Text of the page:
Casting Dual Roles, at Treasury and the Fed
This is a topical column by Andrew Ross Sorkin for the NYT and IHT.
For the last couple of months, there has been a parlor game on Wall Street and in Washington about who will become the next Treasury secretary. After all,Timothy F. Geithner has made it clear he plans to be out of that office at the end of the year whetherPresident Obama is re-elected or not.
But there is another wrinkle in the parlor game calculus: Ben Bernanke, the Federal Reserve chairman, is likely to need a successor, too. If Mitt Romney wins the presidency, he has already pledged he will replace Mr. Bernanke, whose term as chairman ends in January 2014, in just over 15 months. However, Mr. Bernanke has told close friends that even if Mr. Obama wins, he probably will not stand for re-election.
That would be a one-two punch, with two of the most important jobs in the nation up for grabs. And over the last couple of years, especially at the depth of the financial crisis, the relationship between the two people in those roles has been increasingly important. They are the equivalent of roles in a buddy movie.
Lots of names are regularly bandied about for both positions. But they are not always thought about in tandem. So here is a field guide to handicapping the next Treasury secretary and Federal Reserve chairman:
The top Democratic name that pops up when discussing the Treasury position is usuallyErskine Bowles, the former White House chief of staff under President Bill Clinton who reinvented himself with his Simpson-Bowles bipartisan plan to reduce the deficit. The business community, on both sides, appear to love the plan and say they love him.
About a year ago, when Mr. Geithner first told the president that he wanted to step down - before the president persuaded him to stick around for another year - Mr. Bowles was at, or near, the top of the list, according to people involved in the process. That may have changed, however: Mr. Bowles has privately criticized the president to business leaders as he has sought to gain support for his plan.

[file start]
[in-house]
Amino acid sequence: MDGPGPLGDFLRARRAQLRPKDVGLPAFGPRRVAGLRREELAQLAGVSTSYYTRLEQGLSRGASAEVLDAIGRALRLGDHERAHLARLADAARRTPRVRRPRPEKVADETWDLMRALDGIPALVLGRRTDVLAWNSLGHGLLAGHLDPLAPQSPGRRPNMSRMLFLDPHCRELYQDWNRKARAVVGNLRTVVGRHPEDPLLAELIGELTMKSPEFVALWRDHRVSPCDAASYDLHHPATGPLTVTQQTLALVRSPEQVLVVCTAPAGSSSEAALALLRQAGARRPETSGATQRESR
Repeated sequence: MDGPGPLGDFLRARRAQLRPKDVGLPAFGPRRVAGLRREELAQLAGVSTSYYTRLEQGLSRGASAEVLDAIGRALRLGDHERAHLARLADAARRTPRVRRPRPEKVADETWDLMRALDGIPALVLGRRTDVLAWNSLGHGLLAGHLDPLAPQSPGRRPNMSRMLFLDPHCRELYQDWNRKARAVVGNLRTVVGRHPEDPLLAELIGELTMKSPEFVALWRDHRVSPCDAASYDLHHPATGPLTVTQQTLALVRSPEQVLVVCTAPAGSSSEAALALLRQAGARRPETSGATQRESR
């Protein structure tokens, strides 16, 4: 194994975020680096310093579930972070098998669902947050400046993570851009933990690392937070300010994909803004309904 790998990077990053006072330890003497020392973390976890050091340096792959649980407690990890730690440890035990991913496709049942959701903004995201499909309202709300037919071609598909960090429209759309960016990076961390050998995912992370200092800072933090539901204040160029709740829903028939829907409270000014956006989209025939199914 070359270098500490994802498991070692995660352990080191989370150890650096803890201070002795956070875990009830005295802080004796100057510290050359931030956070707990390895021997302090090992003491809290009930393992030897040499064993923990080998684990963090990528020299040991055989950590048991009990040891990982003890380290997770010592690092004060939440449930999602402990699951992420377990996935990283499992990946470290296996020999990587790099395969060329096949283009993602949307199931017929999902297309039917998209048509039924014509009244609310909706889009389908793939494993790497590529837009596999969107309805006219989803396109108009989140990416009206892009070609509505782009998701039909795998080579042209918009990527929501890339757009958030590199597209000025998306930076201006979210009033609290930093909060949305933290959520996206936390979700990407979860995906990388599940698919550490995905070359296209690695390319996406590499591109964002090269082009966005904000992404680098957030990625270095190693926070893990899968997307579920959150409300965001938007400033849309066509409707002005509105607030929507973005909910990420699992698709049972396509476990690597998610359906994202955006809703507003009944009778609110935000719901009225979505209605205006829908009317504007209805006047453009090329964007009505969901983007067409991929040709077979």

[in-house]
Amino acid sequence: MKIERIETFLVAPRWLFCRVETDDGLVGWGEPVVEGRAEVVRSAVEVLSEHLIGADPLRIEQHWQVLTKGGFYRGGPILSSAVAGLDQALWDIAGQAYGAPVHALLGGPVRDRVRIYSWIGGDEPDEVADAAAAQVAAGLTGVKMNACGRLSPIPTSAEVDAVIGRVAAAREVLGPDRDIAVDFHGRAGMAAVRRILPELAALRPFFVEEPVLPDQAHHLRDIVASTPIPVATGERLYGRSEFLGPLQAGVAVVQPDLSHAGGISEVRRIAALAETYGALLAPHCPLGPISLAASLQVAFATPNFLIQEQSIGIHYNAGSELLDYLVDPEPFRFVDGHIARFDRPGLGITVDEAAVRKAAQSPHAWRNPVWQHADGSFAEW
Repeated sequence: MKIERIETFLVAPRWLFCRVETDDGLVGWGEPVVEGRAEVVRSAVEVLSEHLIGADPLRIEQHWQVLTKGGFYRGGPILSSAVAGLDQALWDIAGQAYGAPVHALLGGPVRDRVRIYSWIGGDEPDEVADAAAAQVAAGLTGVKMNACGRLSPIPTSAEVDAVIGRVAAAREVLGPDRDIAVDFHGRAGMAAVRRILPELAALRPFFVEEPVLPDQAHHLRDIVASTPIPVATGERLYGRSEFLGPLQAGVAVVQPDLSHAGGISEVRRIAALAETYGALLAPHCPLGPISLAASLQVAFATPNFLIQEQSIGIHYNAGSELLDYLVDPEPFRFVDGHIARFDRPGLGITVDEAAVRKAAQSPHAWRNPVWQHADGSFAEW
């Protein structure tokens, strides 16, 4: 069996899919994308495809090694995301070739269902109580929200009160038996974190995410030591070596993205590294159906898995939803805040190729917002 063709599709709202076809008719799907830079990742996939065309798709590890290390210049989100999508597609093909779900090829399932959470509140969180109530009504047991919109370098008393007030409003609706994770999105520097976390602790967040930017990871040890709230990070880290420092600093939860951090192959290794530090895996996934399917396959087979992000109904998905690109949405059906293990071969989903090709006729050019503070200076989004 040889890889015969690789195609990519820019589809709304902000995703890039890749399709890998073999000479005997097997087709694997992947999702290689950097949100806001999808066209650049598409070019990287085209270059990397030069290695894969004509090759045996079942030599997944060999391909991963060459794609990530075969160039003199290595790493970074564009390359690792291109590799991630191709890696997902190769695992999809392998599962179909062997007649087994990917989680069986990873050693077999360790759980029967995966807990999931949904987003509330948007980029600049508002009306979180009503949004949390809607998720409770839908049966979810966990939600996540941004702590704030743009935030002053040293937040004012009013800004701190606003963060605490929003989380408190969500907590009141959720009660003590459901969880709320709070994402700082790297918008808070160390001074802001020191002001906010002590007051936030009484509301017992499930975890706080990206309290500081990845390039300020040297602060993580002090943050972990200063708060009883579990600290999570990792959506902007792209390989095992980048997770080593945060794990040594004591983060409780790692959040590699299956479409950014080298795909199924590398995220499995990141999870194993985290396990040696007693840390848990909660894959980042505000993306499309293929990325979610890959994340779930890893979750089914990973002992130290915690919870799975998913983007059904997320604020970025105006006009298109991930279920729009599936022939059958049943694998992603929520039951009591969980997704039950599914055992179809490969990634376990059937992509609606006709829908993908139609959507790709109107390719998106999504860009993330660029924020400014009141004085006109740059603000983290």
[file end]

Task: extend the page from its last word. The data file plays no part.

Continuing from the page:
Some of that criticism has made its way back to the president, these people said, so it is unclear how strongly Mr. Obama would support him.
Another, perhaps more intriguing idea has made the rounds: Mr. Bowles as a Romney appointee. Several supporters of Mr. Romney have pitched him and his team on the idea. An appointment of Mr. Bowles under Mr. Romney would be a quick and clever way to show that he wants to reach across the aisle and find bipartisan ways to comprise.
David Fuller's view think Erskine Bowles would be an inspired choice for Treasury Secretary, particularly if Mitt Romney becomes president-elect. It would certainly improve his chances of bipartisan deficit reduction compromise, which would be necessary assuming that Democrats continued to hold the Senate.
Incidentally, when it was first known that Timothy Geithner wanted to step down as Treasury Secretary about a year ago, my recollection is that Jon Corzine, subsequently of MF Global infamy, was the most frequently mentioned candidate.
Whoever wins the Presidential Election on 4th November, my guess is that Ben Bernanke will remain Fed Chairman until his term expires on 31st January 2014, assuming that he does not choose to retire earlier.